Chapter Two


Milly’s face is scrunched in concentration as she reads the diner menu with incoherent mumbles and a frown.

“You ready to order, Zotz?” She shakes her head, and another twenty seconds pass without a decision before I give up with a sigh, signaling the waitress.

“What can I get you two sweeties tonight?” The sunny woman with a bright smile and gleaming brown eyes asks with a chipper, filling our cups with steaming hot coffee when we both nod at her gestured offer.

She’s sweet as sugar with a girl-next-door vibe, highlighted bright brown hair in a long ponytail that swishes over her back as she walks around the diner serving customers with a kind smile.

Milly lifts her eyes from the menu to our waitress, Bess, according to her name tag, and one dark eyebrow arches, seemingly pulling the corner of her mouth up with it.

“Sparkling water and a clubhouse.” I smile at Bess, trying to ignore Milly’s amused gaze now fixed on me from across the booth. “Hold the mayo.”

I wink when handing her my menu, and Bess blushes, but it’s the slight shaking of Milly’s shoulder as she bites down on her bottom lip that has my attention. I lean back and stare at her, trying to be serious, but Milly just plops against her own backrest, lip slowly dragging from between her teeth until it’s released with a slight pop and stretches into a smirk.

Milly’s lip is glistening under the neon lights of the diner, her bright green eyes exploding with her suppressed laughter as they stay locked onto mine.

“And for your little sister?” Bess asks me.

“She can order for herself,” I answer, still captured in those smiling eyes. Where was this girl six hours ago when I picked her up in San Fran? What happened to put fear in her eyes instead of this sparkling delight?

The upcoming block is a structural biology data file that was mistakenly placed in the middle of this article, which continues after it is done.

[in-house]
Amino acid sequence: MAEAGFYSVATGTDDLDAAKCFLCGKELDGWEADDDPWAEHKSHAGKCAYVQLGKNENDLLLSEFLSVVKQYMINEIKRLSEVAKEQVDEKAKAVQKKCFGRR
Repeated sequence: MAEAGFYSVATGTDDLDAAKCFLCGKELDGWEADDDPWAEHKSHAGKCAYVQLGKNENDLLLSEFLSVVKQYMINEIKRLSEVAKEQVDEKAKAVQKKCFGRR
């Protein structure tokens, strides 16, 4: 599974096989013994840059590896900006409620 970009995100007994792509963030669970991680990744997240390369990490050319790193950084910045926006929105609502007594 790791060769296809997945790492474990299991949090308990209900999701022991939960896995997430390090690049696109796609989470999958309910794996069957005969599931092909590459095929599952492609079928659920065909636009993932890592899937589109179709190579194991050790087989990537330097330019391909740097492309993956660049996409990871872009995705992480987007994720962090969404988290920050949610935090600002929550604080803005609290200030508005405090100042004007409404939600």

“Oh, I’m a picky… eater.” That pause makes it clear she isn’t talking about food. “Unlike my brother over there. He’d eat anything, wouldn’t you?” She asks, and then just for good measure adds, “Bro?”

“Alrighty then.” Bess looks between us, slightly bewildered. “I’ll be back in a jiff.”

“Bro?” I ask once Bess is out of earshot.

“Wouldn’t want to ruin your shot with Bess here by telling her I’m not your sister.”

“Is that why?” I chuckle, leaning forward almost as if we’re conspiring some grand heist rather than exchanging completely inappropriate innuendo. “And for your information, I may not be picky, but there are things I don’t like to… eat.”

“Mmm-hmm.” Milly nods, her gaze back at the menu, but her lips are quirking in the corners.

“I mean, don’t get me wrong, Zotz, when I find something I like, you bet I’m going to eat it.” Her eyes snap up to mine, delighted humor lighting up every corner of them while her carefully curated smile turns full-on wicked grin. “I eat it good, Milly.”

“That so?” Her voice drops an octave, becoming hushed and caressing as she matches my forward tilt, bringing our faces that much closer.

“Here’s your sparkly,” Bess jingles as she walks towards our table. “Any decision, little lady?”

It’s almost patronizing, the way she talks to Milly, but Milly herself doesn’t seem to mind so I lean back and shrug. She’s a conundrum of funny and serious, intense and easygoing. Nothing about her adds up. It’s intriguing and sexy as hell.

No, no. There is nothing sexy about a twenty-year-old.

“I’ll take the chicken salad, hold the tomatoes, dressing on the side, and still water, please.” She smiles sweetly at Bess and hands her the menu, and Bess turns to me as if to say something, then blushes and hurries away. “Is it always like this?” 

“No, not always.” I screw the cap off my sparkling water and fill my tall glass halfway. “I mean, I’m a good-looking man who oozes charm and charisma.”


“Honest.” I look down at the bubbles popping in my soda, wondering what it is about this girl that makes me want to tell her everything in detail. “In the city it happens but not as often as on the road. It seems to have a special appeal, the hot guy with the shiny big rover walking into a roadside diner, strutting his great ass around.”

That last part has heat racing up Milly’s neck, without all the makeup it licks up to her cheeks with a flare, coloring them in a sexy shade of pink.

What in the blazes is wrong with me?